Tags: Trade | Chief | Warns | WTO | Talks | Trouble

EU Trade Chief Warns WTO Talks in Trouble

Friday, 16 December 2005 12:00 AM

HONG KONG -- The European Union trade chief on Friday warned that global trade talks were "going backwards," as developing nations threatened to reject any World Trade Organization deal that fails to protect their cotton, banana and sugar farmers.

Meanwhile, protesters scuffled with police outside the U.S. Consulate, throwing eggs at the building and covering it with graffiti. Demonstrators have been protesting daily since the six-day WTO talks began Tuesday. So far, the activists haven't caused the chaos and damage that marred past WTO meetings.

The talks have barely made any progress on how much to cut trade barriers in any of the three main areas WTO members were expected to address: agriculture, manufactured goods and services. Since the 149-nation WTO operates by consensus, the impasse could undermine the outcome of the meeting that wraps up Sunday.

"It is hard to see where progress can be achieved in Hong Kong if the talks continue in this direction," EU Trade Commissioner Peter Mandelson said. "The level of ambition, if anything, is going backwards."

The latest blow came Friday when the Group of 77 African, Caribbean and Pacific countries, many of whose populations are subsistence farmers relying on crops such as sugar, cotton and bananas, demanded safeguards for commodity growers and continued preferential access to European markets.

"We will not be a party to any consensus that that does not recognize our right to grow bananas," said Charles Savarin, Dominica trade minister. "We must preserve our traditional access to the EU markets."

The EU's system of tariffs and quotas favors Caribbean and African banana producers over large-scale growers in Latin America, which the WTO has ruled violates world trade rules.

Caribbean and African countries say ending the preferences could destroy their domestic banana industries, which are mostly small-scale family farms. But Honduras has threatened to reject any global trade deal that preserved the preferences.

Warning that trade talks risk failure, a broad group of nations including India, Brazil and Australia urged fellow trade delegates to refocus on resolving the "core" issue of farm trade, where talks have been stalemated for months. Members so far have spent considerable time discussing aid proposals for the world's poorest countries.

The United States and EU are holding up the talks by failing to offer more cuts in government support for their farmers, members of the Group of 20 leading developing nations and the Cairns Group of major food exporters said in a statement. Developing countries say rich nations' farm subsidies and tariffs block their access to those lucrative markets.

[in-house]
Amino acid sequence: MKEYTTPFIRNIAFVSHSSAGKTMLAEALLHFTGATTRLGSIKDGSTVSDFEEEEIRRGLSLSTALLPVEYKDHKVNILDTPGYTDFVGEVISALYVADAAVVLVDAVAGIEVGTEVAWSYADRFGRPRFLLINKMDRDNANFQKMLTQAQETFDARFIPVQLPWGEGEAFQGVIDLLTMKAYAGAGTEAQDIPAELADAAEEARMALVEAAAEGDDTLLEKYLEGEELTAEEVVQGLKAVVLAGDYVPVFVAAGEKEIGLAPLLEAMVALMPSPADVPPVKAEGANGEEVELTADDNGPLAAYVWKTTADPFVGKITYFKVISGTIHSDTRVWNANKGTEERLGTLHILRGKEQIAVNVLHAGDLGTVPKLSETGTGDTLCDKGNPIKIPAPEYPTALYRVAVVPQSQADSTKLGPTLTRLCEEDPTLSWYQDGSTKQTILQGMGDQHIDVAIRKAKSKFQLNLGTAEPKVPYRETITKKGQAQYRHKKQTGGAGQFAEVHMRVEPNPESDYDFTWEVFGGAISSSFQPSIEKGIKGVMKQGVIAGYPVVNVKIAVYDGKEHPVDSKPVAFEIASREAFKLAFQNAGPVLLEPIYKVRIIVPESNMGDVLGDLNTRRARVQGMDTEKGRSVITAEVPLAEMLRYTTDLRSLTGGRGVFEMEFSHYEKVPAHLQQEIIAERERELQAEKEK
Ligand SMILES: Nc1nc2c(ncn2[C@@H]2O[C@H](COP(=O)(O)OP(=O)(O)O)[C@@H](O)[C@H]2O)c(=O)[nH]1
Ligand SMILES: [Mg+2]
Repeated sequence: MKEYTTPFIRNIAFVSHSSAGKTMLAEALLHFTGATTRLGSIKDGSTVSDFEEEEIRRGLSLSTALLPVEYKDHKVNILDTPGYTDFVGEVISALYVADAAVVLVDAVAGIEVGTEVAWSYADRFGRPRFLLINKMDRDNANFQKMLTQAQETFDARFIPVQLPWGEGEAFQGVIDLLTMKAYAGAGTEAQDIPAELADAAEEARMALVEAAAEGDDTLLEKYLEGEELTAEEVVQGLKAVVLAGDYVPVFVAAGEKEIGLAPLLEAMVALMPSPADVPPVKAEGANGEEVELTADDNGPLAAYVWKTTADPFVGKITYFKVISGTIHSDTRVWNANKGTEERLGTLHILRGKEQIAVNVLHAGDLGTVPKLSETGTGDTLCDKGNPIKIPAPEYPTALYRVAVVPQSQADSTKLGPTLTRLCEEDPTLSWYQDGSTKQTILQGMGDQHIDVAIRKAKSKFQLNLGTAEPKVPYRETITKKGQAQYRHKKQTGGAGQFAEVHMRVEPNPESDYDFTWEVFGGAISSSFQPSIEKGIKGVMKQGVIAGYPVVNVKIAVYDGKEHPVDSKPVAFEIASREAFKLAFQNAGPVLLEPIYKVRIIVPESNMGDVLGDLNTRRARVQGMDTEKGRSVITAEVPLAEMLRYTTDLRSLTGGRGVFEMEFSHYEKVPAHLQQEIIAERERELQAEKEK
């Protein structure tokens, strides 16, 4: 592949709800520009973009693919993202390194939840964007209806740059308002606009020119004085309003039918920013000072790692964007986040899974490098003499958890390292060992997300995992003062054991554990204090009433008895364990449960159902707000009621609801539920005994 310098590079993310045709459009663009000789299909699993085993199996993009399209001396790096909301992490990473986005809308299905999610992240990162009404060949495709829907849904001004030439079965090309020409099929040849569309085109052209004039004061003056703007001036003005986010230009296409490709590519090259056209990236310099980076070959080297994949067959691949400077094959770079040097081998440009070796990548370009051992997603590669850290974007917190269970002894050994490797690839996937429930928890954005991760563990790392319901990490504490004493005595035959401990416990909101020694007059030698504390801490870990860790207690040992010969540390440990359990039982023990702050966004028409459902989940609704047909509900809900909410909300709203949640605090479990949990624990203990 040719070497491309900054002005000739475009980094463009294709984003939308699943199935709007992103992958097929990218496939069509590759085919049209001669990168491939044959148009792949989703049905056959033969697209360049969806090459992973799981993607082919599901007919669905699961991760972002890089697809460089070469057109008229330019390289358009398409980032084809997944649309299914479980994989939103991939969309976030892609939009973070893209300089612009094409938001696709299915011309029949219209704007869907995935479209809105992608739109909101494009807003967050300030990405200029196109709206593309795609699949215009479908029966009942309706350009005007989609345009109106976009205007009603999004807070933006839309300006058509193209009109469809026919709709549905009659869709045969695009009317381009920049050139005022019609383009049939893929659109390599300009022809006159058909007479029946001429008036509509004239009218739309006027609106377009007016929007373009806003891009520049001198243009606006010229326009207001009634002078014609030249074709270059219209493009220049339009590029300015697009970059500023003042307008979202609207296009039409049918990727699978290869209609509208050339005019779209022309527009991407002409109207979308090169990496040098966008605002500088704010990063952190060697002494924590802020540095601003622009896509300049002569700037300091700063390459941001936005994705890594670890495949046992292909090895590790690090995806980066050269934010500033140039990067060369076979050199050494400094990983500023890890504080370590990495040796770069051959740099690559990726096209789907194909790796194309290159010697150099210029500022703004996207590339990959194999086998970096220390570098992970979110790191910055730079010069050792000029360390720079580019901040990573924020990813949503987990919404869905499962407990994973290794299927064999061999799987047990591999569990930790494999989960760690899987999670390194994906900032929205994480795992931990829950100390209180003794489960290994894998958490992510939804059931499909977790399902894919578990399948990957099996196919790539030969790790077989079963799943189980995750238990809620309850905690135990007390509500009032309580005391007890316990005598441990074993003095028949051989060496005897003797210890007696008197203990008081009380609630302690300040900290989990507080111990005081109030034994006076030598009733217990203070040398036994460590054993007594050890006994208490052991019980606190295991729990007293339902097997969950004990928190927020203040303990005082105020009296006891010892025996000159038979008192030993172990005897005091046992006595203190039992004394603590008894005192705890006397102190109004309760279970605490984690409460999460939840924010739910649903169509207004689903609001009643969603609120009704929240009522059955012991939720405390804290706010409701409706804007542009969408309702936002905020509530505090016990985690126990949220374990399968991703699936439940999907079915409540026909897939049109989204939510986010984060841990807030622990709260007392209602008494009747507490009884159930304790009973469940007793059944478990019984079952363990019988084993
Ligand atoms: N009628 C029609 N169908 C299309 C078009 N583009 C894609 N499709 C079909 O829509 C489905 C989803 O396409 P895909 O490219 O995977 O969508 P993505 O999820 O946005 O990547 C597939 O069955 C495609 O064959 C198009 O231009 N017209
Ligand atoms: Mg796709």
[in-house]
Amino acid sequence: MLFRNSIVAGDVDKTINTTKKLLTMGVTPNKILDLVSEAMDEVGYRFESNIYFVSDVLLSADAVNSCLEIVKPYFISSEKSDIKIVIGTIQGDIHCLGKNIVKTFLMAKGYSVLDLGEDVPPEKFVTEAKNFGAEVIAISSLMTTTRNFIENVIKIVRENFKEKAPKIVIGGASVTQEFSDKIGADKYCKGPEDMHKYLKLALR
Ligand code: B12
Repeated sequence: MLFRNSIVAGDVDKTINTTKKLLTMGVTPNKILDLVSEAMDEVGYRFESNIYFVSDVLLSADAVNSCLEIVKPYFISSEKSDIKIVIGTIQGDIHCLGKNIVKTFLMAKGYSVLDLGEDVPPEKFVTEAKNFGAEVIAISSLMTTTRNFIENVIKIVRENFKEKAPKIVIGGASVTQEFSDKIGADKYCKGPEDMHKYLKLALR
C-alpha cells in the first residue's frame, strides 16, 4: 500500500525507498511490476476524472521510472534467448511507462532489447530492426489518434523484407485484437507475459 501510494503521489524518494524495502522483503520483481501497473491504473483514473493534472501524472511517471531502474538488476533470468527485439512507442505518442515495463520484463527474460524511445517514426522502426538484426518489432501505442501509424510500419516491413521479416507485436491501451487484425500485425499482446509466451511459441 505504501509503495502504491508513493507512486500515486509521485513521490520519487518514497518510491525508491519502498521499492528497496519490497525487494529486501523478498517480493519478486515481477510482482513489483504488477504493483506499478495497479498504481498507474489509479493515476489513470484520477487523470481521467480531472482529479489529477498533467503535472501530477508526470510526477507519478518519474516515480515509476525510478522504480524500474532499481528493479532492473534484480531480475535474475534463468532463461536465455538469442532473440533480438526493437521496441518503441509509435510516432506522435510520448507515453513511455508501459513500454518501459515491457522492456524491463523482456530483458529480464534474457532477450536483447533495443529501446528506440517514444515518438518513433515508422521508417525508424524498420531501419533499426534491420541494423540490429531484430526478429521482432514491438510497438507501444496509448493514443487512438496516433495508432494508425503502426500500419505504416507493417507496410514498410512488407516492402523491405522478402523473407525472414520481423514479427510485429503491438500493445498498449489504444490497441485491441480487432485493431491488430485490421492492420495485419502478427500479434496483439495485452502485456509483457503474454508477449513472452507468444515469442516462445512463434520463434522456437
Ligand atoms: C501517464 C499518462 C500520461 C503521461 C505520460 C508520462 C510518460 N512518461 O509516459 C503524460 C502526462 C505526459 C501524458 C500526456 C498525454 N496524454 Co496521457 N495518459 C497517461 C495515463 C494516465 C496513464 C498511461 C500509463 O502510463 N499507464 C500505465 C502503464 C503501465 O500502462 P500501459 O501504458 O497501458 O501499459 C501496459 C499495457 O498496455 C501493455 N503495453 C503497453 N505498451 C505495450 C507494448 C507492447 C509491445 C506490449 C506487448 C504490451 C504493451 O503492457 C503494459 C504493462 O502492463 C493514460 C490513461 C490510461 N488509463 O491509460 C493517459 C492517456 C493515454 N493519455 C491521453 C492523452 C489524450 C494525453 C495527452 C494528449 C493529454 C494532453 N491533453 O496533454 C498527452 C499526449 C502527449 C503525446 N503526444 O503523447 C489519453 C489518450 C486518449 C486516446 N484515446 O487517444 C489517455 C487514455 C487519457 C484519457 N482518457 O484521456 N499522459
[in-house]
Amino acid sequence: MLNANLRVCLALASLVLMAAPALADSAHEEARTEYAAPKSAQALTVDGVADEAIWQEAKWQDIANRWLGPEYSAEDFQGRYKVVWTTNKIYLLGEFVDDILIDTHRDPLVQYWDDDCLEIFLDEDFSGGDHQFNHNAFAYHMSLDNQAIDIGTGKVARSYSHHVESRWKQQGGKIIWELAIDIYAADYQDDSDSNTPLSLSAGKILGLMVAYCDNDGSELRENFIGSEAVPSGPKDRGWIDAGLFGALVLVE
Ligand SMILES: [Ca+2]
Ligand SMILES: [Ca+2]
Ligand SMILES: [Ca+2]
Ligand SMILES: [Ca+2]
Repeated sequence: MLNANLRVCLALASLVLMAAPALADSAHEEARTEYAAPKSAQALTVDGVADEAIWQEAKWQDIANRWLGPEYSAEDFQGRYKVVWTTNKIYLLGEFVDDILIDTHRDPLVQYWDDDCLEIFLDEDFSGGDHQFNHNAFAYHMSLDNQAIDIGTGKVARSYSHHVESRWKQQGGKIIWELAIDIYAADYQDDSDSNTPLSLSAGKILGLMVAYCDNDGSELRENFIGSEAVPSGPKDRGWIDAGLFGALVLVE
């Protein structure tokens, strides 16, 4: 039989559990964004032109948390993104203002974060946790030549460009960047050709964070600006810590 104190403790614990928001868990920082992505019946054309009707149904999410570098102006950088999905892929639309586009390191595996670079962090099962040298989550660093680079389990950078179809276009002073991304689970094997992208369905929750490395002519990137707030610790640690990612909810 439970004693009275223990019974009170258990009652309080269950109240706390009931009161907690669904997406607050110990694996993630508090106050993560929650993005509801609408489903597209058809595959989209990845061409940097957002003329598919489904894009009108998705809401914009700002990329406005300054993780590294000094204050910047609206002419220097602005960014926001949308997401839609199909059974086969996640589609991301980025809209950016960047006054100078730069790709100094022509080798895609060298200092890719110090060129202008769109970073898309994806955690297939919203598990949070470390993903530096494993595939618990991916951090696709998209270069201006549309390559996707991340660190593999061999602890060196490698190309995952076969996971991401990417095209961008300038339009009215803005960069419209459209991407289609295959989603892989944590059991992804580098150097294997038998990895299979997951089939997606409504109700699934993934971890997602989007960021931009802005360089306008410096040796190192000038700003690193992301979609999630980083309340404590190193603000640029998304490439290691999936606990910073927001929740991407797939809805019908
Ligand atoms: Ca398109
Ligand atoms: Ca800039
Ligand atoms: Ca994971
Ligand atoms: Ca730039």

"There are many hundreds of millions of people across the world living in poverty-stricken countries who are looking to us to improve their opportunities by negotiating better market access," said Mark Vaile, trade minister of Australia, a member of the Cairns Group.

The United States has offered to eliminate government export subsidies for U.S. farm products by 2010 and to reduce by 60 percent the amount of trade-distorting domestic support the government provides farmers over the next five years. Developing nations say the U.S. offer is hollow because subsidy spending at current levels could continue.

Mandelson said the EU would not alter its stance, which includes offering an average cut of 46 percent in farm tariffs.

"We are going to stick to our position," he said, adding that developing nations seem to expect the EU to settle for fewer opportunities in industrial trade while agreeing to make more concessions in agriculture.

In a modest sign of progress at the meeting, negotiators agreed on a draft text for a package that would give 32 of the WTO's least developed nations duty-free, quota-free market access, officials said. The text now needs to be adopted by the full body.

But in a step back, the revised draft includes no specifics on when the measures would be implemented or what products would be covered, according to a copy of the text obtained by the AP on Friday.

The United States and Japan both had cited concerns - Washington about textile imports from Bangladesh, Tokyo about rice imports, delegates said.

The issue of duty-free and quota-free access is a key component of this round of trade talks, called the Doha round, which was launched in Qatar's capital in 2001 and is meant to address the concerns of developing countries, who say they lost out in previous WTO negotiations.

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HONG KONG -- The European Union trade chief on Friday warned that global trade talks were "going backwards," as developing nations threatened to reject any World Trade Organization deal that fails to protect their cotton, banana and sugar farmers. Meanwhile, protesters...
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Friday, 16 December 2005 12:00 AM
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